If you take the loans as they come and pay $250 on them every month OR take only $4250 each semester and pay the other $750 yourself out of that money you have, you won't hit the wall of "pay the CC bill or pay for tuition." Plus, yes, you can deduct the interest from the student loans but not the CC so long as you're paying, so it might make sense to take the full $5K up front, make monthly payments, then write the interest off, giving you, actually, slightly more than $250/month to pay towards the loans. If you pay that much, on the balance you've described, you'll actually make a dent in the principal, so you'll come out with less than $45K owed (I know, my loans are almost exactly that much).
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JoDa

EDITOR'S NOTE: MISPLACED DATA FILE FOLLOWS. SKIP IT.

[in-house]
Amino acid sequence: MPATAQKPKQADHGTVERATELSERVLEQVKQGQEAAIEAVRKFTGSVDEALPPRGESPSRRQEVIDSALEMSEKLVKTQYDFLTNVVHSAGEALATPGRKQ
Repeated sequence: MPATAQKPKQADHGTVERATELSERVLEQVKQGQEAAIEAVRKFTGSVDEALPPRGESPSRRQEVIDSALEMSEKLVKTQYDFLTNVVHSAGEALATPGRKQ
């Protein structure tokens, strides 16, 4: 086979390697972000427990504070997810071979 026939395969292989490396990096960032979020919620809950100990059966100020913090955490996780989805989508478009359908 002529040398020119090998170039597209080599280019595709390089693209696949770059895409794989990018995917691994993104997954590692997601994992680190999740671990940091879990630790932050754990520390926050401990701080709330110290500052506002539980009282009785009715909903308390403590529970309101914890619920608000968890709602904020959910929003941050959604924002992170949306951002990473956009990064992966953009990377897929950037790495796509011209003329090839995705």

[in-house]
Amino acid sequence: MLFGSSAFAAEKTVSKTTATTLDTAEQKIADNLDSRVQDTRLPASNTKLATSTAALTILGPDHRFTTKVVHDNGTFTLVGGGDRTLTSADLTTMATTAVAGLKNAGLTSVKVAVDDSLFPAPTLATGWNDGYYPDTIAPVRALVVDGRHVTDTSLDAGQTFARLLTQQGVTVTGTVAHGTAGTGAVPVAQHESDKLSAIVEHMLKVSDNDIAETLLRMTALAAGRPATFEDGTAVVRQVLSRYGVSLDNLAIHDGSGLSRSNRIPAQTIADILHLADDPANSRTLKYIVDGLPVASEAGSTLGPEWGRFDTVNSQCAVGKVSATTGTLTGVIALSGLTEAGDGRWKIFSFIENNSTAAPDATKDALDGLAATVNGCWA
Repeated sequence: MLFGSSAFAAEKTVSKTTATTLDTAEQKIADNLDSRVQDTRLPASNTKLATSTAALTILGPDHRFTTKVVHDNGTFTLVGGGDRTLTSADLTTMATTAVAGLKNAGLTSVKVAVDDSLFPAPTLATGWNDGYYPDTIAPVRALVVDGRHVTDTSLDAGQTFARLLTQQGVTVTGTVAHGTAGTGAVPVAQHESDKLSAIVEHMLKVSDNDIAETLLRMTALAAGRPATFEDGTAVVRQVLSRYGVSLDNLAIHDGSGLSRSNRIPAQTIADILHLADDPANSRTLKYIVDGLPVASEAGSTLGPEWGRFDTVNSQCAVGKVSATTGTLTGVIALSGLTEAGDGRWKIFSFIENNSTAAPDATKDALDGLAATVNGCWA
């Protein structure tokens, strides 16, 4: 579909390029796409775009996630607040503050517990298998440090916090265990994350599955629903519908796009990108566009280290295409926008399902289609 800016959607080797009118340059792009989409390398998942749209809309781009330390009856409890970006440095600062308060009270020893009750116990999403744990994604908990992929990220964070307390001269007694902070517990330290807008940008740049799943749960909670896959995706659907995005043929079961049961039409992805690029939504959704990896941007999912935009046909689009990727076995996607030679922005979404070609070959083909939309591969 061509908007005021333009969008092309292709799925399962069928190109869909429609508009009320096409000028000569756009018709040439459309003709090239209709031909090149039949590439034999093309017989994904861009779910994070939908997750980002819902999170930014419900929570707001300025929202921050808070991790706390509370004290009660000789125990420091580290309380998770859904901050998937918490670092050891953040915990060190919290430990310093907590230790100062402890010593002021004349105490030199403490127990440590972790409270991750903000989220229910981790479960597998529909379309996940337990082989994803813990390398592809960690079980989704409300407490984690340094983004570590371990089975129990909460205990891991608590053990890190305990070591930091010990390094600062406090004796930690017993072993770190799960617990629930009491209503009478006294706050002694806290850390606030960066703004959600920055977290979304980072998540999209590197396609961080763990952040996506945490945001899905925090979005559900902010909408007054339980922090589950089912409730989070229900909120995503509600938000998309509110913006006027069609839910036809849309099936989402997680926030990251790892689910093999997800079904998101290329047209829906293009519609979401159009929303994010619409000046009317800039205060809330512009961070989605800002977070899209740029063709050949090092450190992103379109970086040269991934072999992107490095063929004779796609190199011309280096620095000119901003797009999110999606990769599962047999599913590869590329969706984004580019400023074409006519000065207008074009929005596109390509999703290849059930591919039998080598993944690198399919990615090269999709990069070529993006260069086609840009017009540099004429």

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Postby JoDa » Thu Apr 03, 2014 6:35 pm

Also note that student loan interest is an "above the line" deduction, so you don't have to itemize to get it otherwise. You may also be able to "double dip" into some of the education credits or deductions for current students (also above-the-line deductions/credits). You may want to talk to a basic tax advisor (someone like H&R Block or Jackson Hewitt would even be able to handle these questions) to see what you qualify for, especially since some of the education credits are REFUNDABLE, so if you qualify, you may get MORE BACK THAN YOU PAID IN TAXES, which, again, you could turn around and use to pay towards the loans and come out better off at the end of your program.
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darkguy2
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Postby darkguy2 » Thu Apr 03, 2014 6:47 pm